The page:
Start with the most frequently occurring letter in the plaintext and substitute it for the most common character in the ciphertext. Do this for the second most common character, the third, etc. Eventually, this frequency analysis begins to reveal patterns and possible words. Remember that the letters occur with relative frequency. So this is not perfect. Letter frequency, for example, differs between writers and subjects. Consequently, using a general letter frequency chart provides various results depending on writing style and content.

However, by combining letter socialization characteristics with frequency analysis, we can work through inconsistency hurdles and arrive at the hidden plaintext. Summarizing, monoalphabetic substitution ciphers are susceptible to frequency and pattern analysis.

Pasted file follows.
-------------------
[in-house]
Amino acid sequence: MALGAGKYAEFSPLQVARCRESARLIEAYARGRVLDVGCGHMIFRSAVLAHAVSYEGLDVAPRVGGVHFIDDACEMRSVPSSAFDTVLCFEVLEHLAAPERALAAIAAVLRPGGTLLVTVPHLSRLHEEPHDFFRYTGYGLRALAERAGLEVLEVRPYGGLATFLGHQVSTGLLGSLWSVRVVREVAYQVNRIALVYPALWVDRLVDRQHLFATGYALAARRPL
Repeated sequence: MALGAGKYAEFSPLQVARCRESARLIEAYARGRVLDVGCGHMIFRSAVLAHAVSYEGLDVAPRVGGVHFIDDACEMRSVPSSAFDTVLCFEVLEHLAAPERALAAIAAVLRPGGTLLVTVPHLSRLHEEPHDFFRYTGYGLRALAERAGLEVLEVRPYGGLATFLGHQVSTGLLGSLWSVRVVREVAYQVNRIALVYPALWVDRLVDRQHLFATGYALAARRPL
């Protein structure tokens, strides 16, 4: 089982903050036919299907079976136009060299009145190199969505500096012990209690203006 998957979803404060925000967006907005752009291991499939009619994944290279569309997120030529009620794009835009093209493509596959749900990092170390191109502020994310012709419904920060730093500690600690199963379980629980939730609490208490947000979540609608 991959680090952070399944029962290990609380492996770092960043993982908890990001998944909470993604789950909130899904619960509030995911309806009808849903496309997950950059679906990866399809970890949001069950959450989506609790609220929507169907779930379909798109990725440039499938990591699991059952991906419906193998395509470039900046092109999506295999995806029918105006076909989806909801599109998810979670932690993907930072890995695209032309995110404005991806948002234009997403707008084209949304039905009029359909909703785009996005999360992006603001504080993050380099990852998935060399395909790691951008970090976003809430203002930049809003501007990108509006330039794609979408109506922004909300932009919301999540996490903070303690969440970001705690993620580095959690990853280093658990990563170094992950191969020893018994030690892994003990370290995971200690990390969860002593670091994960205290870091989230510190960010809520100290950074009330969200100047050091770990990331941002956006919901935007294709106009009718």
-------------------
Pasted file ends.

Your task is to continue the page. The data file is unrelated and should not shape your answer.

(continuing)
This is one of the key takeaways from this chapter; a bad cipher tries to hide plaintext by creating ciphertext containing recognizable patterns or regularly repeating character combinations.

Polyalphabetic Substitution Ciphers Once al-Kindi broke monoalphabetic ciphers, cryptographers went to work trying to find a stronger cipher. Finally, in the 16th century, a French diplomat developed a cipher that would stand for many decades Singh, The table consists of 27 rows. The first row of lower case letters represents the plaintext characters. Each subsequent row represents a cipher alphabet.

For each alphabet, the first character is shifted one position farther than the previous row. In the first column, each row is labeled with a letter of the alphabet. Write the key above the message so that each letter of the key corresponds to one letter in the message, as shown below. Repeat the key as many times as necessary to cover the entire message Identify the rows in the table corresponding to the letters in the key, as shown in Figure Each of these rows represents a cipher alphabet we use to encrypt our message.

Replace each letter in the message with its corresponding ciphertext character. Anyone with the key and the layout of the table can decrypt the message.